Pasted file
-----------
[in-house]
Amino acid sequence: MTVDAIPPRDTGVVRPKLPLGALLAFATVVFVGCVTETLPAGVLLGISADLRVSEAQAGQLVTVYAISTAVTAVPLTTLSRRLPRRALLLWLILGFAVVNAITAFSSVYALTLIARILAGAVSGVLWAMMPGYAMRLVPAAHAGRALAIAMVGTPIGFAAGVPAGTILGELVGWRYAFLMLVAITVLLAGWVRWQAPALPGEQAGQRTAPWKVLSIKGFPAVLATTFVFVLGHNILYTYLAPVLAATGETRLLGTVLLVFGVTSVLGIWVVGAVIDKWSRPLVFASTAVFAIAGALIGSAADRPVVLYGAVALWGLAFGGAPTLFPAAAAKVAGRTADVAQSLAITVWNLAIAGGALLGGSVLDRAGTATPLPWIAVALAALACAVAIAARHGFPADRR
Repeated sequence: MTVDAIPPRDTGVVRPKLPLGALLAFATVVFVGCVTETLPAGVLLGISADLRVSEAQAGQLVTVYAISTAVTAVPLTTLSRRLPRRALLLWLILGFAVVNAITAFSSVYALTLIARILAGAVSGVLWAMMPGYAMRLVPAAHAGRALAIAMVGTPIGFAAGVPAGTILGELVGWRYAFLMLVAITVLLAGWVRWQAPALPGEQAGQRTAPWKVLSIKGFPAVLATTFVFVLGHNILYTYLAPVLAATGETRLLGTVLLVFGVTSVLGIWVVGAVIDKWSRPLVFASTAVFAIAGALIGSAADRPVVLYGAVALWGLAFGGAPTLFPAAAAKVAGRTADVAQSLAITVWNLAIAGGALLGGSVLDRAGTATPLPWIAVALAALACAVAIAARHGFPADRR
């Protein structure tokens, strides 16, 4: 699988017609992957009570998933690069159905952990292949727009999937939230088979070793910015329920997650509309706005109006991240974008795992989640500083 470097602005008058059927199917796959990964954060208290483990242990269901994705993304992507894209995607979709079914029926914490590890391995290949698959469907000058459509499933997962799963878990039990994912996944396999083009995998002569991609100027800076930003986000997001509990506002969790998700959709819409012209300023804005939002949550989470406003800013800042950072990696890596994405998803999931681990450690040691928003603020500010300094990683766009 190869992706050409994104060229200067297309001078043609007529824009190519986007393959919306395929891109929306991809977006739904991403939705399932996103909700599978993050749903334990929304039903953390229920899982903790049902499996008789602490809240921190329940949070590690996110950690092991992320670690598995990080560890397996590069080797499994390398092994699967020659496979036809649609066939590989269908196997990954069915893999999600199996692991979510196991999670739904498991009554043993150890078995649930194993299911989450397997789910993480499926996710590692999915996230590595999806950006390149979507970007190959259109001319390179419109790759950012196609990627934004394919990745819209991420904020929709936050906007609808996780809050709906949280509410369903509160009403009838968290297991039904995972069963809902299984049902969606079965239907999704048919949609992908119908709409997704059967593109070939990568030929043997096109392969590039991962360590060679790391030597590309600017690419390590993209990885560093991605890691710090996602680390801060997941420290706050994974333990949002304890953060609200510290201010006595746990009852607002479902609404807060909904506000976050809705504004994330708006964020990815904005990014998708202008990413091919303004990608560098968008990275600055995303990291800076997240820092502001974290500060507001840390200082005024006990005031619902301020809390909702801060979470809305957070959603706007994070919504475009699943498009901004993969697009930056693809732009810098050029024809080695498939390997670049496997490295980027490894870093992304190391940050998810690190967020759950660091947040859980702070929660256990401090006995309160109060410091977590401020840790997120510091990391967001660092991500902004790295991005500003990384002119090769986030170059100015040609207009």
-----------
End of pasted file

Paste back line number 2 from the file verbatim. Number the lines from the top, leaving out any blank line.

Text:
Amino acid sequence: MTVDAIPPRDTGVVRPKLPLGALLAFATVVFVGCVTETLPAGVLLGISADLRVSEAQAGQLVTVYAISTAVTAVPLTTLSRRLPRRALLLWLILGFAVVNAITAFSSVYALTLIARILAGAVSGVLWAMMPGYAMRLVPAAHAGRALAIAMVGTPIGFAAGVPAGTILGELVGWRYAFLMLVAITVLLAGWVRWQAPALPGEQAGQRTAPWKVLSIKGFPAVLATTFVFVLGHNILYTYLAPVLAATGETRLLGTVLLVFGVTSVLGIWVVGAVIDKWSRPLVFASTAVFAIAGALIGSAADRPVVLYGAVALWGLAFGGAPTLFPAAAAKVAGRTADVAQSLAITVWNLAIAGGALLGGSVLDRAGTATPLPWIAVALAALACAVAIAARHGFPADRR